U.S. Has Paid $1.44 Million for Project That is Studying the 'Social Milieu' of Male Prostitutes in Ho Chi Minh City and Hanoi

By Edwin Mora, CNSNEWS.com

The National Institute on Drug Abuse (NIDA), a component of the National Institutes of Health (NIH), has so far awarded $1.44 million in federal funds to a project that, among other things, is estimating the size of the population and examining the “social milieu” of male prostitutes in Hanoi and Ho Chi Minh City, Vietnam

“In Study 1, formative ethnography will be used to describe the settings, venues, and overall social milieu in which male sex work is being situated,” says the NIH abstract for the grant. “In Study 2, we will conduct a Capture-Recapture Survey to estimate the size of the male sex worker population in each city.”

The grant project began in July 2008 and is scheduled to run through March 2012. In fiscal year 2008, the NIH awarded the project $534,201 in federal funds. In fiscal year 2009, the NIH awarded the project $465,974; and in fiscal year 2010, the NIH awarded the project $442,340.  So far, a total of $1,442,515 in federal funds have been awarded to the project.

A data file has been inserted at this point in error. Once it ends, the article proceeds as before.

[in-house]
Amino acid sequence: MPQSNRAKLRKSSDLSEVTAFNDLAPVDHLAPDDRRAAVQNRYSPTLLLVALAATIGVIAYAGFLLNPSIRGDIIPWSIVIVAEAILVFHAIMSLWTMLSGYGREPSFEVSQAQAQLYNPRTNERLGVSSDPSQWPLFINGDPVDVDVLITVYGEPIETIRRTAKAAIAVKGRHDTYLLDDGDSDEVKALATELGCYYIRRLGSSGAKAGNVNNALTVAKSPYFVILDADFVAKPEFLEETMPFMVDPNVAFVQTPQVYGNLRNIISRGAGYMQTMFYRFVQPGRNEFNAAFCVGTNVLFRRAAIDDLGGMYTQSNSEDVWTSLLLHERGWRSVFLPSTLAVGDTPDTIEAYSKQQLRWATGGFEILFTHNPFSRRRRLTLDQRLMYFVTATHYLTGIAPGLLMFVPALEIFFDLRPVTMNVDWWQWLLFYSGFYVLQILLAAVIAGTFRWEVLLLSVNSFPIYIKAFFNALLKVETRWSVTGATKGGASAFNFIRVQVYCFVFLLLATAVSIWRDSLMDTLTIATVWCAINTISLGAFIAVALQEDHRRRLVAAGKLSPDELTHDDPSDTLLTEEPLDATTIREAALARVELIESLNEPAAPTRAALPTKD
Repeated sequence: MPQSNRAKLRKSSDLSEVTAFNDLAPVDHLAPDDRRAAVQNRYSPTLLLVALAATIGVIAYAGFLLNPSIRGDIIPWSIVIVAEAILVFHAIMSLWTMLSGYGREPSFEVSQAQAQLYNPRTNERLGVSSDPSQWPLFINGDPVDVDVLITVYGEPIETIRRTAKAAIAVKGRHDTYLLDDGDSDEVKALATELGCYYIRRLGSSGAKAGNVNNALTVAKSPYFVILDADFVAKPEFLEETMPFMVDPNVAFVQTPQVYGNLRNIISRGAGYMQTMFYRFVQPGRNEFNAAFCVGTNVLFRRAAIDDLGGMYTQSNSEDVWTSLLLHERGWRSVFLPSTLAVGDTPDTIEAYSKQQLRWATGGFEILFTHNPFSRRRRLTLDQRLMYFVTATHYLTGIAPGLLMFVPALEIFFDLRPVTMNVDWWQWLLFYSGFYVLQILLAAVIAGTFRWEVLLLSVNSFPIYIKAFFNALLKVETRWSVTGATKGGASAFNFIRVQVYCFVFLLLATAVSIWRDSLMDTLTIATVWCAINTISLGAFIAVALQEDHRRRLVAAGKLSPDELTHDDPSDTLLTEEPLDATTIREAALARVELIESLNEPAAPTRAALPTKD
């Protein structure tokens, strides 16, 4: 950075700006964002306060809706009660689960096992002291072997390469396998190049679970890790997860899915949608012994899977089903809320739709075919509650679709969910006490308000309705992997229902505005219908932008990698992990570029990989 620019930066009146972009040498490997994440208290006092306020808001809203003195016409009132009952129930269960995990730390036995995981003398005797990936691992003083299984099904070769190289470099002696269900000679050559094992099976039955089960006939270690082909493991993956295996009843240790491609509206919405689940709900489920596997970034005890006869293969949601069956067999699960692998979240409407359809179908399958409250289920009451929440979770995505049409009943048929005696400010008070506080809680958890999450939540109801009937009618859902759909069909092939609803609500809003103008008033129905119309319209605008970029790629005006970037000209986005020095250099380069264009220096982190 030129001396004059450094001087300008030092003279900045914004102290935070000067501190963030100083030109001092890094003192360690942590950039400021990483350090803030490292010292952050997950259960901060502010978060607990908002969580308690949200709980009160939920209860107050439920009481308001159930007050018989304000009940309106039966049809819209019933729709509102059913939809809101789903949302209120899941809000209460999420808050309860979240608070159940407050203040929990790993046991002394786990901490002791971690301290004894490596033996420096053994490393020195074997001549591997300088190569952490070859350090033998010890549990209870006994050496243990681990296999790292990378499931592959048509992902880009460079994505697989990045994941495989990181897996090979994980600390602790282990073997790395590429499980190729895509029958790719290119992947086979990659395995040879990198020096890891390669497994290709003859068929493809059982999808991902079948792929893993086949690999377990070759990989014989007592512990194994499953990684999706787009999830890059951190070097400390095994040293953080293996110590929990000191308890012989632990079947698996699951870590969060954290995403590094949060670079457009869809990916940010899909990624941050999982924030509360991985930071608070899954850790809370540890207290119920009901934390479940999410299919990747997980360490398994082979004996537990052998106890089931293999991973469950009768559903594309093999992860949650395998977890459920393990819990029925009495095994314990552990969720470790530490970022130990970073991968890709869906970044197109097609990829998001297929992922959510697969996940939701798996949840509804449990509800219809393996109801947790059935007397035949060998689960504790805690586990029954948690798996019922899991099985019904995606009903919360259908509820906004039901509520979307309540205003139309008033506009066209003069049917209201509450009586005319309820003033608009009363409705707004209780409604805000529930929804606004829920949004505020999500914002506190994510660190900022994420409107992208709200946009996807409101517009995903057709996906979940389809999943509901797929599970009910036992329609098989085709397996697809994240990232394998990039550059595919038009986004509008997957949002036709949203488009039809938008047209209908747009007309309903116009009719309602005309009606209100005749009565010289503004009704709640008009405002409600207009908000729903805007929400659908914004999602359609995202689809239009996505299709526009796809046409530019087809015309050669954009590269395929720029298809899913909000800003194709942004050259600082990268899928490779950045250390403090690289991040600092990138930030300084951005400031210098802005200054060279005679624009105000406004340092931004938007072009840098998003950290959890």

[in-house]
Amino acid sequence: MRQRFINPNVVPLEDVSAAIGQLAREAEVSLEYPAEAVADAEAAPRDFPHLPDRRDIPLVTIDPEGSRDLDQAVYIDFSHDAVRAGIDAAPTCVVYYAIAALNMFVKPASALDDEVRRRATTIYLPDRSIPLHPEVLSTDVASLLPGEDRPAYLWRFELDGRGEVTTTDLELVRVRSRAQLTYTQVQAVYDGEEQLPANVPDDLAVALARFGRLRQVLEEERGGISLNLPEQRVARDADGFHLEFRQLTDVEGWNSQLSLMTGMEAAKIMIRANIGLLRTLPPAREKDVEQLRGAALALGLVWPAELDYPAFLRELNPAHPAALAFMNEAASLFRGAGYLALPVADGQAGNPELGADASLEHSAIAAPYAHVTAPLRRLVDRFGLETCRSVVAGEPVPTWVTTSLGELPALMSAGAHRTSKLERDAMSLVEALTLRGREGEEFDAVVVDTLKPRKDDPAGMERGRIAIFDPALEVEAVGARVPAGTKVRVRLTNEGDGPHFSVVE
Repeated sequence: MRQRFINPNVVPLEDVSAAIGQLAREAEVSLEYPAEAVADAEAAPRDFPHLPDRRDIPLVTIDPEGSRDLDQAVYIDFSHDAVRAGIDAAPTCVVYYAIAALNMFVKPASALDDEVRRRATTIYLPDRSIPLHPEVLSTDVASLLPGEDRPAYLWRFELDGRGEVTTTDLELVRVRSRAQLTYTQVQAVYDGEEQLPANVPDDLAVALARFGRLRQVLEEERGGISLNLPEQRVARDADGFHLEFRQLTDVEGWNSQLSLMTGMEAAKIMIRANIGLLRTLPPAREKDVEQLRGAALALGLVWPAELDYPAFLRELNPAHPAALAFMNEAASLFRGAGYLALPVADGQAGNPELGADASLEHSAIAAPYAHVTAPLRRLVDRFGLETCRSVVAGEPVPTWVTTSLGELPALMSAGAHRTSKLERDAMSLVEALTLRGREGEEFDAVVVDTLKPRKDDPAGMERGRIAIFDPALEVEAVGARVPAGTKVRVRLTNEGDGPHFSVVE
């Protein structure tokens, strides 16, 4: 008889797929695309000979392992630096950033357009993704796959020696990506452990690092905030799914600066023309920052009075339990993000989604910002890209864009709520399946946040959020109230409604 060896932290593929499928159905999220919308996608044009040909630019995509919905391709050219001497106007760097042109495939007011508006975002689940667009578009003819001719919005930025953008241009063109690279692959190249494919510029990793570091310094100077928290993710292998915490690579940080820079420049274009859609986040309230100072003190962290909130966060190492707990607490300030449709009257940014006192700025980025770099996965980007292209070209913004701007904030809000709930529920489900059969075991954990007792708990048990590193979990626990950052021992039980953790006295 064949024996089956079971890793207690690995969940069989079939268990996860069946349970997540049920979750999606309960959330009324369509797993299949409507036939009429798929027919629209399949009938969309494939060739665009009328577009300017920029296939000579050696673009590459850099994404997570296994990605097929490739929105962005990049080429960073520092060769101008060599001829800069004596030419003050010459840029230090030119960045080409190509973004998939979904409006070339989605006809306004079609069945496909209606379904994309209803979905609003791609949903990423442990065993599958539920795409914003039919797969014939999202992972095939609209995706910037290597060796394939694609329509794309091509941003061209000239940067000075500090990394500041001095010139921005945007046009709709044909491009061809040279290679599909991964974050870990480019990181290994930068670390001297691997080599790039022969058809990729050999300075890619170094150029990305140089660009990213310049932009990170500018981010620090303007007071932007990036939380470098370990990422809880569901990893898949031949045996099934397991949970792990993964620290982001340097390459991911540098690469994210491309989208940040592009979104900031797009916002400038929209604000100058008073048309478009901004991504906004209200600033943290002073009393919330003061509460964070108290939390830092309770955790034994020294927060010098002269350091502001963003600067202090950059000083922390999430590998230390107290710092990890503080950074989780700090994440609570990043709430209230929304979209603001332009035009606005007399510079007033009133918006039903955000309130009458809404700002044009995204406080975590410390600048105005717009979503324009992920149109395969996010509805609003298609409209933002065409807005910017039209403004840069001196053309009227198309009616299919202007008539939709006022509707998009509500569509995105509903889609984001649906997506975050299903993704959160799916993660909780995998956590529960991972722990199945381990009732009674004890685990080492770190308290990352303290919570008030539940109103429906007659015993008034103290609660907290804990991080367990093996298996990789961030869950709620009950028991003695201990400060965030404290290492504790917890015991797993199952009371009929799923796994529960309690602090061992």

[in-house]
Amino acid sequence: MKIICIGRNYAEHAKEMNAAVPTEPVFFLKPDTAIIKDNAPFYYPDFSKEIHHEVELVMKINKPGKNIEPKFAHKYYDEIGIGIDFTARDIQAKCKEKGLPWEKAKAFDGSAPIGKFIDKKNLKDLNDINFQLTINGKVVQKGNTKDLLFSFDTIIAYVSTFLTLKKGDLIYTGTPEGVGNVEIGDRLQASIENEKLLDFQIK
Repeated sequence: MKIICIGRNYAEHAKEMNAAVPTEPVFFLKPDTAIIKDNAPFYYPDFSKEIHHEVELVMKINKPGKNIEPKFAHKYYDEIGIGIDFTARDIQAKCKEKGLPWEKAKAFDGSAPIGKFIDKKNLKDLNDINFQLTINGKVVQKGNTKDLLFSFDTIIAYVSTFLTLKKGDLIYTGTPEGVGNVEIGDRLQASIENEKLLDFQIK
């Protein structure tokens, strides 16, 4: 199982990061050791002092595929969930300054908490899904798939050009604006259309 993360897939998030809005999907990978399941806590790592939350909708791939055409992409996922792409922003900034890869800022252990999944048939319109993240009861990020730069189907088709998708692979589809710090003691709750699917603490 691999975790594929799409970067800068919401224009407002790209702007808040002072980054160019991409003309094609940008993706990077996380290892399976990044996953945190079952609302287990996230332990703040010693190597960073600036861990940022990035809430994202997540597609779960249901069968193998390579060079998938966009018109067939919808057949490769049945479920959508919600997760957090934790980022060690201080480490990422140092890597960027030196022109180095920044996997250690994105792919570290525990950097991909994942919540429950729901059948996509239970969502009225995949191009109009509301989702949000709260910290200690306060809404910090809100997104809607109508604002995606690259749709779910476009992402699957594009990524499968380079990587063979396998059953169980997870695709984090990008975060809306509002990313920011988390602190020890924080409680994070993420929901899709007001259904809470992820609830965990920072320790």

The NIH abstract for the grant says the study of HIV infections in Vietnam has only recently begun to pay attention to “men who have sex with men.”

“This study seeks to address an important public health question: what is the impact of male sex work on the growing HIV epidemics in Hanoi and Ho Chi Minh City, Vietnam?” says the NIH abstract. “HIV rates in Vietnam are rapidly increasing, and yet there are limited data on the role that different populations play in this increase. Existing data are based on the assumption that HIV is found primarily in injection drug users and female sex workers, with only recent attention being paid to men who have sex with men.”

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